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Contact Energy’s price increase an overreaction

Contact Energy’s price increase an overreaction

“Contact Energy’s proposed 10% price increase to its Wellington household customers commencing November is premature and an overreaction,” said Sue Chetwin, Chief Executive of Consumer NZ and spokesperson for CC93.

“We have yet to see the written advice to customers, but the reported reasons for the increase so far seem to be flimsy. Contact Energy reportedly suffered losses on sales to residential customers in the South Island and Wellington in autumn and winter of this year because of constraints on the inter-island cable (the HVDC link) and the grid feeding Wellington affecting spot prices. Contact sees this risk repeating itself.

“The dry weather this year was a very unusual event and is unlikely to be repeated for each of the next winters in 2009, 2010 and 2011, ahead of the just approved HVDC upgrade being commissioned in 2012. Electricity suppliers have had handsome profits over the last few years and are likely to continue to do so until competition in the retail market can be improved. For Contact Energy to take one bad year and add a risk premium onto prices for all future years seems an overreaction.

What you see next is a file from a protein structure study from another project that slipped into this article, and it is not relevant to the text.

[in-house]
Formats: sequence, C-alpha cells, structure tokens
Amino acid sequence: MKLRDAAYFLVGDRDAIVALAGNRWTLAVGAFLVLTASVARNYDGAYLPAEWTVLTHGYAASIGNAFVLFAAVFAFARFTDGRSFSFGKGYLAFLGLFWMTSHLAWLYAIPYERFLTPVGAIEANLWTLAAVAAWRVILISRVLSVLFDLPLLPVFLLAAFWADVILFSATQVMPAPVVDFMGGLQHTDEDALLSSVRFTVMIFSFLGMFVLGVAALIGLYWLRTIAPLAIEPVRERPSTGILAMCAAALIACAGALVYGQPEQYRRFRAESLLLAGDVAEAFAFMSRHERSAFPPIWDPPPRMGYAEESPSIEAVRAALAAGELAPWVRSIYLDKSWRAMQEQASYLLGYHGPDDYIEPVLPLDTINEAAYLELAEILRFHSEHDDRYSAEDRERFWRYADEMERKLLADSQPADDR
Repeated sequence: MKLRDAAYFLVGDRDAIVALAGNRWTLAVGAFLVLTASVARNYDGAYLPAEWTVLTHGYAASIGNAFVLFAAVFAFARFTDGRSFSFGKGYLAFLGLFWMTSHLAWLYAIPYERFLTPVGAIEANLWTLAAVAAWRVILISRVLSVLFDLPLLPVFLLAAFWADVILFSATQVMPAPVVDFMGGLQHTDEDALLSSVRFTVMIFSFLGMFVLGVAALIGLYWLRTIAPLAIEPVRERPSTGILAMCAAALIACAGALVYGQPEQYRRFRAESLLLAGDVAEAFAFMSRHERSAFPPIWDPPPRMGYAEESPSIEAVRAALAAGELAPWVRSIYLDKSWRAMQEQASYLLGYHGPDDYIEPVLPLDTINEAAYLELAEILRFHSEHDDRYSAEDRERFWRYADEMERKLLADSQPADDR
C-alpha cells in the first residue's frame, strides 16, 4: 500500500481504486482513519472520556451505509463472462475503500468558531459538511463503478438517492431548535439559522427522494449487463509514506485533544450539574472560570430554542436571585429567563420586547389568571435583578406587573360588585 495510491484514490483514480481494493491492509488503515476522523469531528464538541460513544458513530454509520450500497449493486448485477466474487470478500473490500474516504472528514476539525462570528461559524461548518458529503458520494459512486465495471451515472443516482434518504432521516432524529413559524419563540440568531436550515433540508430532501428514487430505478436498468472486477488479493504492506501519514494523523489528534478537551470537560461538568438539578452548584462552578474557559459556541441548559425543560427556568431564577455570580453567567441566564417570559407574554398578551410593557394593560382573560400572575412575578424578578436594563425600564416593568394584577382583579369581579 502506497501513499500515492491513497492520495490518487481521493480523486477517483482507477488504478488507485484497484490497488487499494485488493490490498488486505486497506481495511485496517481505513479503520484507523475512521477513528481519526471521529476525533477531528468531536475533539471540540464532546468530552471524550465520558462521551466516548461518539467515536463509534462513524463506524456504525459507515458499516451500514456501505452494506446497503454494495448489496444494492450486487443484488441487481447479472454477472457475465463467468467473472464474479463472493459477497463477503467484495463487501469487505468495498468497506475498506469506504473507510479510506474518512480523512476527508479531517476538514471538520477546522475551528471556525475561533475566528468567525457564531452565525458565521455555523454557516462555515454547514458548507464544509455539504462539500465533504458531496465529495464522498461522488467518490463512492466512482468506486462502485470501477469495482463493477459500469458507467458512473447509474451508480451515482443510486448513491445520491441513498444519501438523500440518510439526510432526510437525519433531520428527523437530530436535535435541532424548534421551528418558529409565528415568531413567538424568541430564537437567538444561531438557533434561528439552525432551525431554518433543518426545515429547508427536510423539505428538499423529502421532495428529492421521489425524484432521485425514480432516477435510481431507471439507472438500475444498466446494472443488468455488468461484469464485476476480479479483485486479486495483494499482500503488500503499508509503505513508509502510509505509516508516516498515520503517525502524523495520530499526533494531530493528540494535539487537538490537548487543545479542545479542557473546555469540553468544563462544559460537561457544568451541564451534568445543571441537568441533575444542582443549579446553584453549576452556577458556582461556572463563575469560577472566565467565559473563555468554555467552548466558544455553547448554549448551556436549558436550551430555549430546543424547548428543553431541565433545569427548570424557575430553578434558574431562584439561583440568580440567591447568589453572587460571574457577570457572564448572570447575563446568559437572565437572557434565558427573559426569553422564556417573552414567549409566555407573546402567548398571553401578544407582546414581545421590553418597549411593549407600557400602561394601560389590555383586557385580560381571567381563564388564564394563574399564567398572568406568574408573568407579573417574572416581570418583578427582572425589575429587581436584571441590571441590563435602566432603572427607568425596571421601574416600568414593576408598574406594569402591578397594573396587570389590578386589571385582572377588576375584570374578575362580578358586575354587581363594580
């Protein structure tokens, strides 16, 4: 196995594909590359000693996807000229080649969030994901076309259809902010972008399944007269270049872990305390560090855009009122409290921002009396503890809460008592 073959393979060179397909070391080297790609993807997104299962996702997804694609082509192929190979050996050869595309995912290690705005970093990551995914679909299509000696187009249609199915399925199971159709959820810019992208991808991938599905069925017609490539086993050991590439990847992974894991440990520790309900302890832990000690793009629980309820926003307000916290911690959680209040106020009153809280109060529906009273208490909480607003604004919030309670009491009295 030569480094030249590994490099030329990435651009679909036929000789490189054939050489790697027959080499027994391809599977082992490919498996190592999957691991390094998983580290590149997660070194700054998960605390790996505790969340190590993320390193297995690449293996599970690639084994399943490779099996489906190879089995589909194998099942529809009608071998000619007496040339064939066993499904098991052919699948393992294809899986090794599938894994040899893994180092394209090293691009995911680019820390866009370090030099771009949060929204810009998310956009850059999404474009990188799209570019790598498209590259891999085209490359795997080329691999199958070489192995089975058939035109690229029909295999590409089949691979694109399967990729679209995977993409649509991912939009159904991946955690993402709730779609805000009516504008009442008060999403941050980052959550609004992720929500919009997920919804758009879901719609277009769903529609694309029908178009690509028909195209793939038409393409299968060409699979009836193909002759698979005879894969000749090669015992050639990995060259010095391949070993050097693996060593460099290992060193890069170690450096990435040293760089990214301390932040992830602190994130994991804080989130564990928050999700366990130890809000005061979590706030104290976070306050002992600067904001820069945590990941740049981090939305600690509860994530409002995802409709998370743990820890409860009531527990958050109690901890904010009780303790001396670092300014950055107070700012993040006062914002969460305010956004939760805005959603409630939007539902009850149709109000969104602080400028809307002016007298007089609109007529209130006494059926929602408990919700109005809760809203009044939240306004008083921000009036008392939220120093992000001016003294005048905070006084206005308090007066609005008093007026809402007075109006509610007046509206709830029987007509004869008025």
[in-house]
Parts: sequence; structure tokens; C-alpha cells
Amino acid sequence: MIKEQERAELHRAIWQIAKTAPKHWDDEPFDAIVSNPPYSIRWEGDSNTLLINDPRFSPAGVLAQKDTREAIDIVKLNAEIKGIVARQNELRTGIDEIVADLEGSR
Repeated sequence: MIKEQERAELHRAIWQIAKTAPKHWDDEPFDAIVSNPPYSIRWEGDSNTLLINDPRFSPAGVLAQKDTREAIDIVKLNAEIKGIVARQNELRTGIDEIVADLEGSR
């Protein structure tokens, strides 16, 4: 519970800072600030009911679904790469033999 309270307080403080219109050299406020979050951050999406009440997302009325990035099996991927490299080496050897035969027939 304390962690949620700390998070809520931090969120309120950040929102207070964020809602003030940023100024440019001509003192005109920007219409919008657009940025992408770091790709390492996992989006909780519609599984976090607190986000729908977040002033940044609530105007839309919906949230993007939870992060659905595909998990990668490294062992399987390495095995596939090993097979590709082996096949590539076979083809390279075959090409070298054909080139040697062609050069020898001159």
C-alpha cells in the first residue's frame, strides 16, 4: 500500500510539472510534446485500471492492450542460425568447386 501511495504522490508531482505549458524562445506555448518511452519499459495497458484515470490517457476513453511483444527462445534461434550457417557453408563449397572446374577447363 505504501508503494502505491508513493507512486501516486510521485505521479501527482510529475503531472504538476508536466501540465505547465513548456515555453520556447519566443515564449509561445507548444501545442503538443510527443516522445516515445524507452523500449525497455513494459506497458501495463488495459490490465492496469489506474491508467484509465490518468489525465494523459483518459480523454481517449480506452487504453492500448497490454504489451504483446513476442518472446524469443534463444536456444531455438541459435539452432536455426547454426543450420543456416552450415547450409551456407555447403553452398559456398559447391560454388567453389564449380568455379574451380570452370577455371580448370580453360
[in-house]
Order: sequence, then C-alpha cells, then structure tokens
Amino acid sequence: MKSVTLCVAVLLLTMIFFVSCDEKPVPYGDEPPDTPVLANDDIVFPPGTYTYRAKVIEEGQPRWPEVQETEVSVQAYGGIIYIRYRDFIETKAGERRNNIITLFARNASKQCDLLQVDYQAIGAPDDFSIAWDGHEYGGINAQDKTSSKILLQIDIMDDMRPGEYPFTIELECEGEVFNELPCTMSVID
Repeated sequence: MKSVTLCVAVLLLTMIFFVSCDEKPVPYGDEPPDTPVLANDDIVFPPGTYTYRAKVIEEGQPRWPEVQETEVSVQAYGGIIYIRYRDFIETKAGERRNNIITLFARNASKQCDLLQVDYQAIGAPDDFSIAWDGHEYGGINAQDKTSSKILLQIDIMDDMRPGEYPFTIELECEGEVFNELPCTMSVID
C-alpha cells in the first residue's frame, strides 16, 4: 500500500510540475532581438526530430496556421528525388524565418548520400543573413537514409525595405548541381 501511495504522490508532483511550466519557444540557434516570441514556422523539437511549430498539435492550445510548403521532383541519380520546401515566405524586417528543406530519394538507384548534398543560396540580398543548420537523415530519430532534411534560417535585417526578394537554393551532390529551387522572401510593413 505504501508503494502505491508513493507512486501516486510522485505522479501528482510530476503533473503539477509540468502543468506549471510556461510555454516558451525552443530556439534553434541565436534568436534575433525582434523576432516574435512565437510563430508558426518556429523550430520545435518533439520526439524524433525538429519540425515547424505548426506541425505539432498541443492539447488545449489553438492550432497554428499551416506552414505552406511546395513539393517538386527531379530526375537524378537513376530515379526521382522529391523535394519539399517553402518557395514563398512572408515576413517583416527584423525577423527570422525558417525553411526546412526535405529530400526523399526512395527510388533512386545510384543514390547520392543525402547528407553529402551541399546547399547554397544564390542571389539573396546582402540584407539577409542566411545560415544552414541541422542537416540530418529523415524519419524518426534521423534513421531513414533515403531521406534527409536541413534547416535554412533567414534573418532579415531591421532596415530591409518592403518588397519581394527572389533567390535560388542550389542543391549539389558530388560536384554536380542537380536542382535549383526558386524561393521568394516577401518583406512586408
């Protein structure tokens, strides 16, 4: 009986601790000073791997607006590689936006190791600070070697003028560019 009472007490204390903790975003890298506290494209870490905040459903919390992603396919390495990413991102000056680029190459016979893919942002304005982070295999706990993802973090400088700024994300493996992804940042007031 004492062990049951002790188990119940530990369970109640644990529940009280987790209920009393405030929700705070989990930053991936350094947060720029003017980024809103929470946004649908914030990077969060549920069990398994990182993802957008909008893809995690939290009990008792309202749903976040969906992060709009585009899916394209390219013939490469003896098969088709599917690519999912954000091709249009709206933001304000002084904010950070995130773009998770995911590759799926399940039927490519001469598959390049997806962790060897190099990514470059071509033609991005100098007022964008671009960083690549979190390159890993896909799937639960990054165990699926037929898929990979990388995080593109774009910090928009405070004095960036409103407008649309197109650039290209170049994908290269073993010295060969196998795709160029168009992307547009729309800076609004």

“Transpower is considering ways to improve flows across the HVDC for next winter. Until those investigations are complete nobody knows what the constraints will be. It’s premature for Contact Energy to pre-suppose nothing will be done to alleviate HVDC constraints. If the HVDC is improved for next winter, Contact Energy should rescind the price increase.

“Our advice to Contact Energy customers is to compare prices of other retailers (using for example, Consumer Powerswitch[1]) and if worthwhile change supplier.

“The best long term protection of consumer interests is robust competition. We are a long way from that goal and therefore we support the Electricity Commission finding smarter regulatory tools such as disclosure to provide more transparency on suppliers unilaterally increasing prices and shifting risk to consumers,” said Ms Chetwin.



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